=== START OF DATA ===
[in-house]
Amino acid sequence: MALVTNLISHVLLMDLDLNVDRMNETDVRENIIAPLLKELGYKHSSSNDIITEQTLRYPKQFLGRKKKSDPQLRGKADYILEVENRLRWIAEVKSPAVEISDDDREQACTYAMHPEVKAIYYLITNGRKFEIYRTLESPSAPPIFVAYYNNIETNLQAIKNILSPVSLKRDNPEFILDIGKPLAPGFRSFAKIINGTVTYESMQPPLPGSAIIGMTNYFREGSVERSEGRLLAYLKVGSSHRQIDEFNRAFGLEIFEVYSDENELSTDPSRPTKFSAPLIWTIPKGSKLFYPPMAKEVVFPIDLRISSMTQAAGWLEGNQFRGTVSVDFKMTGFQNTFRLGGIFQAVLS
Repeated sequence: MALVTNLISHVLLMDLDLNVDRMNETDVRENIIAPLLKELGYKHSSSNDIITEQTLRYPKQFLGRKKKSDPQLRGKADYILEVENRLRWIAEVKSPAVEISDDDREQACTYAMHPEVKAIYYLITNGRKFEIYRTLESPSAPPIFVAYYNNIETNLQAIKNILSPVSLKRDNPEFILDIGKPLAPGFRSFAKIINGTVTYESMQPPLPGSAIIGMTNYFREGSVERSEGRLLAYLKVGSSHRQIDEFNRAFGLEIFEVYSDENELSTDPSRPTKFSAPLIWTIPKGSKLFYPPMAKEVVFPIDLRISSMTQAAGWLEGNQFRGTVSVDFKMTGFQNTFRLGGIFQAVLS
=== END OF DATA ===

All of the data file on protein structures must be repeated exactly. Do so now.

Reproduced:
[in-house]
Amino acid sequence: MALVTNLISHVLLMDLDLNVDRMNETDVRENIIAPLLKELGYKHSSSNDIITEQTLRYPKQFLGRKKKSDPQLRGKADYILEVENRLRWIAEVKSPAVEISDDDREQACTYAMHPEVKAIYYLITNGRKFEIYRTLESPSAPPIFVAYYNNIETNLQAIKNILSPVSLKRDNPEFILDIGKPLAPGFRSFAKIINGTVTYESMQPPLPGSAIIGMTNYFREGSVERSEGRLLAYLKVGSSHRQIDEFNRAFGLEIFEVYSDENELSTDPSRPTKFSAPLIWTIPKGSKLFYPPMAKEVVFPIDLRISSMTQAAGWLEGNQFRGTVSVDFKMTGFQNTFRLGGIFQAVLS
Repeated sequence: MALVTNLISHVLLMDLDLNVDRMNETDVRENIIAPLLKELGYKHSSSNDIITEQTLRYPKQFLGRKKKSDPQLRGKADYILEVENRLRWIAEVKSPAVEISDDDREQACTYAMHPEVKAIYYLITNGRKFEIYRTLESPSAPPIFVAYYNNIETNLQAIKNILSPVSLKRDNPEFILDIGKPLAPGFRSFAKIINGTVTYESMQPPLPGSAIIGMTNYFREGSVERSEGRLLAYLKVGSSHRQIDEFNRAFGLEIFEVYSDENELSTDPSRPTKFSAPLIWTIPKGSKLFYPPMAKEVVFPIDLRISSMTQAAGWLEGNQFRGTVSVDFKMTGFQNTFRLGGIFQAVLS